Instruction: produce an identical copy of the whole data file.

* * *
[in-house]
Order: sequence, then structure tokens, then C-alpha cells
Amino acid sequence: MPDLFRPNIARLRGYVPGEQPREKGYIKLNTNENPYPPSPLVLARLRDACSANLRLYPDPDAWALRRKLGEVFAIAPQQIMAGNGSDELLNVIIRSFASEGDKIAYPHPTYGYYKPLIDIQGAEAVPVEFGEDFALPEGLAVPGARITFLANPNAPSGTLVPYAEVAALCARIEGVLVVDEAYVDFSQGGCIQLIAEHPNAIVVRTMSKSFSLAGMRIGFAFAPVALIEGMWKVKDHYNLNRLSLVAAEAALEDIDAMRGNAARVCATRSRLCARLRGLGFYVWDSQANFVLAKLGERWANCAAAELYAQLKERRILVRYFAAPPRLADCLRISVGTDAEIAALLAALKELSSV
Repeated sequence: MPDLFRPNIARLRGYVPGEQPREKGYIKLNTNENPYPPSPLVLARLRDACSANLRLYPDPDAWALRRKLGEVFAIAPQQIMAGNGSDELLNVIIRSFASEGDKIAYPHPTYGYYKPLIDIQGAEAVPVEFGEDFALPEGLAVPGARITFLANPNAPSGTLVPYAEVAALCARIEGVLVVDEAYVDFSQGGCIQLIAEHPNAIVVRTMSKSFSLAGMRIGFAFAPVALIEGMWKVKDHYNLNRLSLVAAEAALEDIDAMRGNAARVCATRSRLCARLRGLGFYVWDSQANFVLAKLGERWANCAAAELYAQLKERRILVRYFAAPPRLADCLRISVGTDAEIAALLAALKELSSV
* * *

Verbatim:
[in-house]
Order: sequence, then structure tokens, then C-alpha cells
Amino acid sequence: MPDLFRPNIARLRGYVPGEQPREKGYIKLNTNENPYPPSPLVLARLRDACSANLRLYPDPDAWALRRKLGEVFAIAPQQIMAGNGSDELLNVIIRSFASEGDKIAYPHPTYGYYKPLIDIQGAEAVPVEFGEDFALPEGLAVPGARITFLANPNAPSGTLVPYAEVAALCARIEGVLVVDEAYVDFSQGGCIQLIAEHPNAIVVRTMSKSFSLAGMRIGFAFAPVALIEGMWKVKDHYNLNRLSLVAAEAALEDIDAMRGNAARVCATRSRLCARLRGLGFYVWDSQANFVLAKLGERWANCAAAELYAQLKERRILVRYFAAPPRLADCLRISVGTDAEIAALLAALKELSSV
Repeated sequence: MPDLFRPNIARLRGYVPGEQPREKGYIKLNTNENPYPPSPLVLARLRDACSANLRLYPDPDAWALRRKLGEVFAIAPQQIMAGNGSDELLNVIIRSFASEGDKIAYPHPTYGYYKPLIDIQGAEAVPVEFGEDFALPEGLAVPGARITFLANPNAPSGTLVPYAEVAALCARIEGVLVVDEAYVDFSQGGCIQLIAEHPNAIVVRTMSKSFSLAGMRIGFAFAPVALIEGMWKVKDHYNLNRLSLVAAEAALEDIDAMRGNAARVCATRSRLCARLRGLGFYVWDSQANFVLAKLGERWANCAAAELYAQLKERRILVRYFAAPPRLADCLRISVGTDAEIAALLAALKELSSV